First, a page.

>>a lefty tied when they threw 300's at each other! It's fucking out of
>>control!
>>
>>twobirds wrote:
>>
>>
>>
>>>Jeff Rife wrote:
>>>
>>>
>>>
>>>
>>>>twobirds (notareal@eaddy.com) wrote in alt.sport.bowling:
>>>>
>>>>
>>>>
>>>>
>>>>>Tony R Smith wrote:
>>>>>
>>>>>
>>>>>
>>>>>
>>>>I believe Al was complaining about the whining like they were
>>>>*entilted* to an 800 after 2-3 years of bowling, especially because
>>>>they already had a couple of 300s.
>>>>
>>>>
>>>>
>>>>
>>>That I can see. Still, a 300 would be nothing to sneeze at (even on a
>>>
>>>
>wall)
>
>
>>>from a 15 year old.
>>
>>
>>>
>>>
>>>
>>>>As another person who has been bowling for 30+ years, I also feel
>>>>that 300 and 800 scores should be a real event, not just another
>>>>"ho-hum" sort of thing.
>>>>
>>>>
>>>>
>>>>
>>>I understand this perfectly as well. I live in a city whose high series
>>>record of an 843 has stood for a decade now. There are a handful of guys
>>>who put up at least a couple of 300s every season, but they've never come
>>>close to that 843. - Personally, I think that a sanctioned 800 would
>>>
>>>
>mean
>
>
>>>a lot more to me than a 300. A 300 can happen for just about anyone with
>>>any skill if it is "their night". An 800 is another story entirely.
>>>
>>>
>That
>
>
>>>means that the bowler was able to be consistantly good through the whole
>>>series. That means they were accurate and made the right adjustments...
>>>
>>>
>a
>
>
>>>300 doesn't necesarily mean that.
>>>
>>>
>>>
>>>
>>>
>>>>In the two houses I bowl in, there were a total of two 800 series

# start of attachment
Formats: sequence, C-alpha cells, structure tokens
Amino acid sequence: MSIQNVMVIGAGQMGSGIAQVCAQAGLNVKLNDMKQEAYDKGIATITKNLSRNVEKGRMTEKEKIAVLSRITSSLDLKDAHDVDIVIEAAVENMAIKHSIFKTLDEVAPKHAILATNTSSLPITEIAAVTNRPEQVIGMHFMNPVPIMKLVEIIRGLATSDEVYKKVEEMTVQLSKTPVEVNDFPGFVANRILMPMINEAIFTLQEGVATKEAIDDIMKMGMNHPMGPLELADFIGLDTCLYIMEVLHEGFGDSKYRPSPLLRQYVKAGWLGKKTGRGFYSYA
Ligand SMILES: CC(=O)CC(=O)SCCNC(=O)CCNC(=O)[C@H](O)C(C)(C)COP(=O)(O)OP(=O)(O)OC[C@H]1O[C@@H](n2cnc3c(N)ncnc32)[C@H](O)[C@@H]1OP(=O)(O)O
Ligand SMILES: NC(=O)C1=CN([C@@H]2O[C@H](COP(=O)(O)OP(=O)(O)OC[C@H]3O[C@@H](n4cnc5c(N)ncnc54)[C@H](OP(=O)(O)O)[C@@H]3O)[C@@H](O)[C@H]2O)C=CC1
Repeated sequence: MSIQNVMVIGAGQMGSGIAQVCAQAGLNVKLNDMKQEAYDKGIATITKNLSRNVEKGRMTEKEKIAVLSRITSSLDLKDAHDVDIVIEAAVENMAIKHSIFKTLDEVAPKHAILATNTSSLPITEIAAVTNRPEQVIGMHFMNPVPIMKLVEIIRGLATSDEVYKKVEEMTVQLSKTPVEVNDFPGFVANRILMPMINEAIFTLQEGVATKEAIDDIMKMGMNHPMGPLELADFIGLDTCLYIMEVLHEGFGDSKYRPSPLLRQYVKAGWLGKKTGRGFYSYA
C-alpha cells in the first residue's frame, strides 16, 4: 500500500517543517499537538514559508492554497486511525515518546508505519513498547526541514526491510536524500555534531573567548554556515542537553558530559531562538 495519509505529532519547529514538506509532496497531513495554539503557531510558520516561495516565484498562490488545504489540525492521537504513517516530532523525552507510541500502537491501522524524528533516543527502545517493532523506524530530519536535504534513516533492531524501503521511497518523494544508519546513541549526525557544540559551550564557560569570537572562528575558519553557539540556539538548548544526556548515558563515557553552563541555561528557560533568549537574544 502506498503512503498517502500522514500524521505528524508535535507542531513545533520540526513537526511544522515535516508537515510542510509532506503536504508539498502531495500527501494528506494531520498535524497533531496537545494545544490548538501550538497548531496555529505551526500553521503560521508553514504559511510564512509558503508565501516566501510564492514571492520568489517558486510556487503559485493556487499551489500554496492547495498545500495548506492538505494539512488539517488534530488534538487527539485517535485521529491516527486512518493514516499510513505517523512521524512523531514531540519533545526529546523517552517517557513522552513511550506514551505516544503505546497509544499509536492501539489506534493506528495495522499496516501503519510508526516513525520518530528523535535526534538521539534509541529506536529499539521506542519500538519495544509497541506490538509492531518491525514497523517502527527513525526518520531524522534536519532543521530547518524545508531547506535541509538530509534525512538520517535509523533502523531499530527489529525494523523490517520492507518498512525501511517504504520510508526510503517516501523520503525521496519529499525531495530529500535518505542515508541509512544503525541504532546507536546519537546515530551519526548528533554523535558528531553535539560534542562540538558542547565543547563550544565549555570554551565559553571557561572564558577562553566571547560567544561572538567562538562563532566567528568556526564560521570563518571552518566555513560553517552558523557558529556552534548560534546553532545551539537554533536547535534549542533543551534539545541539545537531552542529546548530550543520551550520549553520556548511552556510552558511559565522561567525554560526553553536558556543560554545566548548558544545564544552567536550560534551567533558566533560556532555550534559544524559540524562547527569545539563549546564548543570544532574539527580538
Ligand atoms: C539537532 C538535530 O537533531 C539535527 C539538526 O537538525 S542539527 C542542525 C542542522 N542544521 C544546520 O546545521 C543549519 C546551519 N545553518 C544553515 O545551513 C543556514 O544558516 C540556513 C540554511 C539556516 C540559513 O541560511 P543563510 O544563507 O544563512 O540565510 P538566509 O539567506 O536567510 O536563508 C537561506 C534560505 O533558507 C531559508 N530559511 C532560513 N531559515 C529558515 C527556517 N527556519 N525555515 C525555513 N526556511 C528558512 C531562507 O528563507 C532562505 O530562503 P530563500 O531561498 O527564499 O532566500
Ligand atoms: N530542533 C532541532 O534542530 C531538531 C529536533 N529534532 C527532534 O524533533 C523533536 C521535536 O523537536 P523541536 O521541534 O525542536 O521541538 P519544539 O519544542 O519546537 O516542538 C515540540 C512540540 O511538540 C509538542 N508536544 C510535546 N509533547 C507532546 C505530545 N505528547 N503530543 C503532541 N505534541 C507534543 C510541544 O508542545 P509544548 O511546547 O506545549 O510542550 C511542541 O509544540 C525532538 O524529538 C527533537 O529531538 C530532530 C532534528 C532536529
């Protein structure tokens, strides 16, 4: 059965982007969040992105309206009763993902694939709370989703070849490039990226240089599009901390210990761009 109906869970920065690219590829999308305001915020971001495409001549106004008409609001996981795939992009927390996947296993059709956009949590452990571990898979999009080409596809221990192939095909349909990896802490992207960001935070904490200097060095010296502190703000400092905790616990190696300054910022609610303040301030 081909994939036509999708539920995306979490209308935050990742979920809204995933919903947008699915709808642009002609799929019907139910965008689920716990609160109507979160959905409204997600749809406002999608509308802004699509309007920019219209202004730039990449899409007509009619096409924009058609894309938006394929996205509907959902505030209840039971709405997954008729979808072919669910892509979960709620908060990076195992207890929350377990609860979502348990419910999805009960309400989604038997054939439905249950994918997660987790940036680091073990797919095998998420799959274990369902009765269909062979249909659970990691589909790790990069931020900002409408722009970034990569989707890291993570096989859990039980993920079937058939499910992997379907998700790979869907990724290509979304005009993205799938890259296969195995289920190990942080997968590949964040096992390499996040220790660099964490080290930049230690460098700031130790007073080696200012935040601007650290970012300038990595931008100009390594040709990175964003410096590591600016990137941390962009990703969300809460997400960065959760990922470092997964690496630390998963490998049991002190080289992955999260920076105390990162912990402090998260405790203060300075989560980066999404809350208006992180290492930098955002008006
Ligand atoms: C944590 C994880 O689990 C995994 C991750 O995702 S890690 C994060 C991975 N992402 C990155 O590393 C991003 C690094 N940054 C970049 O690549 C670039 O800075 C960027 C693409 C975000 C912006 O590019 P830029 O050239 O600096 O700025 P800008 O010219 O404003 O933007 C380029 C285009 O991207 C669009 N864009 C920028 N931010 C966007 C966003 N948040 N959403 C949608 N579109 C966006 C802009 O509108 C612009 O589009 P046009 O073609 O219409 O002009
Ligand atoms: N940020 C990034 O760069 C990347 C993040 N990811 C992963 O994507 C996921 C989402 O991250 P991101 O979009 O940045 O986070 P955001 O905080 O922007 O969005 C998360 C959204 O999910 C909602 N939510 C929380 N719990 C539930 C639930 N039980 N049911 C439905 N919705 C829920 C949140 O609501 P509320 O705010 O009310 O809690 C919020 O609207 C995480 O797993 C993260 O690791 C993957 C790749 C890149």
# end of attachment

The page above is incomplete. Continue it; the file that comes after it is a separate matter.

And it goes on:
>>>>this year, and about fifteen 300 games. That's a little high, but
>>>>it's still nothing compared to some of the houses with really easy
>>>>shots. Up the road an hour, there's one that's pretty much good for
>>>>20-30 pins on your average, and any real 200 bowler will get a 300
>>>>every season there...they have at least one per week across all the
>>>>leagues (in a less than 40 lane house).
>>>>
>>>>
>>>>
>>>>
>>>That does seem a lot. And it lends itself to another point I made in the
>>>thread. How easy or hard the sport has become is subjective. I would
>>>
>>>
>lend
>
>
>>>my positive opinion towards some standardization of oil patterns. At the
>>>very least, there should be four or five patterns and a set amount of
>>>conditioner. The only problem I forsee is the differences in climate
>>>
>>>
>across
>
>
>>>the country and around the world. Lighter oil wont stay in dry air like
>>>
>>>
>it
>
>
>>>will in humidity... etc. I would imagine that the ABC studied that at
>>>
>>>
>some
>
>
>>>point, though. I would have to guesse that they already have such data
>>>
>>>
>and
>
>
>>>could consider some solutions.
>>>
>>>
>>>
>>>
>>>
>>>
>
>
>
>


          
Date: 15 May 2005 23:32:27
From: Al Whiteman
Subject: Re: Roto grip speaks out about USBC proposed changes
Thanks for the kind words Tony.
Yes, I am such a dinosaur I am almost an oil puddle. LOL But, I do remember
when we got our names in the ABC annual magazine if we averaged 200, and it
was only half a dozen pages. This was when there were 7 million ABC members.
Just recently concluded running our City Championship. High Scratch series
bowled in the event was 847. There were 2 other 800's shot. IIRC there were
also 5-300's, 2-299's, 1-298, 4 each 11-in -a- row. One young man of 23
years old shot 815 one day and 814 the next; nothing fancy, just throws real
hard, with ball speed near 20 mph down the left edge. I think he has a dozen
300 games. A real nice young man that has taken advantage of an
exceptionally easy, but legal, lane condition and bowling ball. Would
probably average 180 on a sport condition today, but he loves the sport and
would work to improve if "we" (USBC) would take a position on lane
conditions.
40 years ago it was difficult to shoot 300's. We remember when every
bowling alley in town had cash prizes of $300 to $3000 for perfect games.
Some centers even had new cars and speedboats as bonuses. In our
association, there was one 300 about every 3 years. Anyone here remember
(Doug Moye will) when ABC offered an award for the highest game in an
association when no honor score was shot? No one had a cash prize for 800
posted, because no-one ever shot one. A team mate of mine , Bill Lally,